For Aplin, such tactics are business as usual. "We like to be the ACTUP of the drug reform movement," he told DRCNet. "We're out on the street informing citizens about things they may not know about."

"I applaud the policy groups for the way they put out the information, but our job is to get that information to the man on the street."

"It is then that we get resistance from bureaucrats and law enforcement," Aplin explained. "Then we go to court."

FCAN isn't the only drug reform organization going to court to protect freedom of expression. Two thousand miles to the north, Change the Climate (, a nonprofit organization seeking to promote discussion of marijuana law reform, has filed suit in US District Court in Boston against the Massachusetts Bay Transit Authority (MBTA) over its refusal to display the group's ads.

The lawsuit charges that MBTA rejected the ads because of their point of view, a violation of the First Amendment.

The series of ads, which may be viewed at the group's web site, include a teenager saying, "It's not cool to smoke marijuana, but we're not stupid, ya know. Marijuana is not heroin or cocaine. Tell us the truth..."

In another ad, a woman says, "I've got three great kids. I love them more than anything. I don't want them to smoke pot. But I know jail is a lot more dangerous than smoking pot."

The third ad shows two policemen in front of a US flag and says, "Police are too important... too valuable... too good... to waste on arresting people for marijuana when real criminals are on the loose."

MBTA spokesman Brian Pedro defended the agency, telling Boston newspapers it can refuse ads it deems unfit.

"We have the right to and will not accept advertising containing violent criminal content, firearms, or promotional material that is harmful to juveniles," said Pedro.

Joseph White, executive director of the group, and the man behind its innovative strategy, disagrees. "Anyone who sees our ads could not in all fairness say they're promoting the use of marijuana," he told DRCNet. "We're simply telling the truth."

MBTA's argument also fails to persuade Sarah Wunsch of the American Civil Liberties Union of Massachusetts, who is representing Change the Climate.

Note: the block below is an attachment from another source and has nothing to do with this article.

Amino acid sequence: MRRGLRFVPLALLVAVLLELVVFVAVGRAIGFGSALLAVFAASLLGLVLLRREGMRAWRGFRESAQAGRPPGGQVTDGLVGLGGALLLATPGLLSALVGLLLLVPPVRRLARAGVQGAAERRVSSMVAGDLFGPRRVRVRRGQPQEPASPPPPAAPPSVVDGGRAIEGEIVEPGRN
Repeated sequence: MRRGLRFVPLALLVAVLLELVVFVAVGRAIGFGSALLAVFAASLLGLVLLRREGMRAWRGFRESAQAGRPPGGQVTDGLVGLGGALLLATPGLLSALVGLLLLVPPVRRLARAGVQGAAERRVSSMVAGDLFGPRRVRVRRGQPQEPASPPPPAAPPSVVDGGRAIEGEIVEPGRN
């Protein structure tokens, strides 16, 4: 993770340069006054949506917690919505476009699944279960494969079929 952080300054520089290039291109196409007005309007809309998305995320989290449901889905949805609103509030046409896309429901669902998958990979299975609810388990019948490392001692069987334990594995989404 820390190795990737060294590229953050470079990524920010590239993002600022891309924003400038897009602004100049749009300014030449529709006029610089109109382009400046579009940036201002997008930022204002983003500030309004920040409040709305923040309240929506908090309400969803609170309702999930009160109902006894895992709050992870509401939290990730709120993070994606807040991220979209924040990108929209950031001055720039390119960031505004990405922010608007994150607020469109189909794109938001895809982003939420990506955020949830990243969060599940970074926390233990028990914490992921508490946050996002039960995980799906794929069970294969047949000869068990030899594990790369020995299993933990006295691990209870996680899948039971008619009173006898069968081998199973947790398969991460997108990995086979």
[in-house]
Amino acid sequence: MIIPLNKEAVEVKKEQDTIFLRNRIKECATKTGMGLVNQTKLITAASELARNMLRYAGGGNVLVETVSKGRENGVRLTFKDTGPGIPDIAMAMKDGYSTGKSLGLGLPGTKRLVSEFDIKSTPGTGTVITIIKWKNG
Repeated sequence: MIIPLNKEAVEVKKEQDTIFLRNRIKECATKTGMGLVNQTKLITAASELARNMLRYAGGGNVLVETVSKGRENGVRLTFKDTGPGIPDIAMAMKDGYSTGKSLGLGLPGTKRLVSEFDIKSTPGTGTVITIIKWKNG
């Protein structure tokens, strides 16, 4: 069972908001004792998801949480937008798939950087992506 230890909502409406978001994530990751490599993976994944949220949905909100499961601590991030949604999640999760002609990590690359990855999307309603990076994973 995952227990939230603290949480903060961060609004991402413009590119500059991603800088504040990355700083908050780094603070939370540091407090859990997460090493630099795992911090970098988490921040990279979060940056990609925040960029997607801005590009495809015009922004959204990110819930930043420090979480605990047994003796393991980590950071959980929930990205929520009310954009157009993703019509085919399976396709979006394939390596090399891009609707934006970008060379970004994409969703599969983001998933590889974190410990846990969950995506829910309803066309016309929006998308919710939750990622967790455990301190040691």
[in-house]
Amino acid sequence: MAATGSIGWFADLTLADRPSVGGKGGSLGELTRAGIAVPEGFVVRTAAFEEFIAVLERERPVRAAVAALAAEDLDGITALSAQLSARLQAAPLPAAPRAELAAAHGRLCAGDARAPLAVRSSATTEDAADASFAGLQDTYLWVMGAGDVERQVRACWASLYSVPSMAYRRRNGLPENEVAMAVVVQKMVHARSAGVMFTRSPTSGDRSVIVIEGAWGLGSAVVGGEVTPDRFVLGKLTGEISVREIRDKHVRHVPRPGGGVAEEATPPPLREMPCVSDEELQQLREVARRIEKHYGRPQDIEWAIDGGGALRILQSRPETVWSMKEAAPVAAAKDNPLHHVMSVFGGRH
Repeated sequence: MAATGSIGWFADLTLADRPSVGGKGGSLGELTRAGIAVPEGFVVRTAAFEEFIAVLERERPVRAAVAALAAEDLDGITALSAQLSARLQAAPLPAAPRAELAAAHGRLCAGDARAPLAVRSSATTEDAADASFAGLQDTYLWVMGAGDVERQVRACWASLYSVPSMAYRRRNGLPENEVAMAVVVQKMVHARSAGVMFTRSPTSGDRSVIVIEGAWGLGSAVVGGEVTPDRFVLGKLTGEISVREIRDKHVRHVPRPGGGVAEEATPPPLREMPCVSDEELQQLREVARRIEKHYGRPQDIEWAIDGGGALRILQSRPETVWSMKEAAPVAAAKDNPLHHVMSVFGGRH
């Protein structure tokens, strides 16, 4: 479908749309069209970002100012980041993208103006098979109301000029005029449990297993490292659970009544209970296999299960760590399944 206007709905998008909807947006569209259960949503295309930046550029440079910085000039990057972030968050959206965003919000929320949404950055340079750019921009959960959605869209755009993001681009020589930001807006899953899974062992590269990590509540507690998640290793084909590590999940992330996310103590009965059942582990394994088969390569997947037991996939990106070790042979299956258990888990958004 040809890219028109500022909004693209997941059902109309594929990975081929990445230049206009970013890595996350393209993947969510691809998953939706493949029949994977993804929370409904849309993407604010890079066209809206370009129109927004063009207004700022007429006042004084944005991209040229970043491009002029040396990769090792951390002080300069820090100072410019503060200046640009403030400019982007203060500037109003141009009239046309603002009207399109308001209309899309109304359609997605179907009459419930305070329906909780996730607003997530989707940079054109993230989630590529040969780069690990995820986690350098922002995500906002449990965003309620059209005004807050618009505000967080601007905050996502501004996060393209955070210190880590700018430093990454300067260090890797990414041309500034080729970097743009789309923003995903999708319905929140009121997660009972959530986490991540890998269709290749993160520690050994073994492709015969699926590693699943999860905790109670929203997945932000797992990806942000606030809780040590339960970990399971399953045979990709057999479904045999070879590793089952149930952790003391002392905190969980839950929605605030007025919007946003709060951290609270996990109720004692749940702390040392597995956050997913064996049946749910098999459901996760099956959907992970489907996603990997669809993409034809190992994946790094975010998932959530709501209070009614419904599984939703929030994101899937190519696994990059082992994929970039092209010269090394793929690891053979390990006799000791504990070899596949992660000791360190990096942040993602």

"The MBTA runs a lot of ads about drug policies from different government agencies, but decided they did not like the point of view in these ads," she told the Boston Herald.

"The MBTA is a government agency and is not allowed to discriminate on the point of view of the ads. The First Amendment prohibits that."

The MBTA, however, has a history of not understanding that concept. It has had to pay thousands of dollars in fees to groups it had unsuccessfully attempted to censor, including a 1994 case when AIDS groups sued over its refusal to place ads urging condom use.

For White, the agency's recidivist history is reason enough to bring out the long knives.

"On advice of our attorneys, we are seeking punitive damages against individual executives at MBTA," he told DRCNet. "They have to learn a hard lesson, which they have not learned in the three previous cases -- all of which cost the taxpayers money."

"This time, if they want to violate our rights, they'll have to pay out of their own pockets," he said.

White might want to add Massachusetts Governor Paul Cellucci to the list. According to the Boston Herald, Cellucci forbade MBTA from settling White's suit.

When some administration officials suggested MBTA settle, Cellucci "blew his stack," the paper reported.

"I'm not going to settle any case. I want them to fight," Cellucci told the Herald. "Why should a government entity be forced to put up a message that may be harmful to children? That's ridiculous."

"He is a prisoner of the war on marijuana," said White of Cellucci. "He cannot see any other options or solutions, just more arrests and more tax dollars spent on prosecuting marijuana charges."

White told DRCNet that the group's attorneys will proceed with depositions in the lawsuit if MBTA continues to refuse to settle.

But even if the agency settles, it will have to pay a price, said White. "We've asked for six months of free advertisements for a settlement. That would be just dandy."

Officials in Washington, DC, avoided a similar lawsuit after they relented on an initial refusal of the group's ads. White told DRCNet that some 560 ads will appear on DC buses and at subway stops in January -- just in time for the new president's inauguration.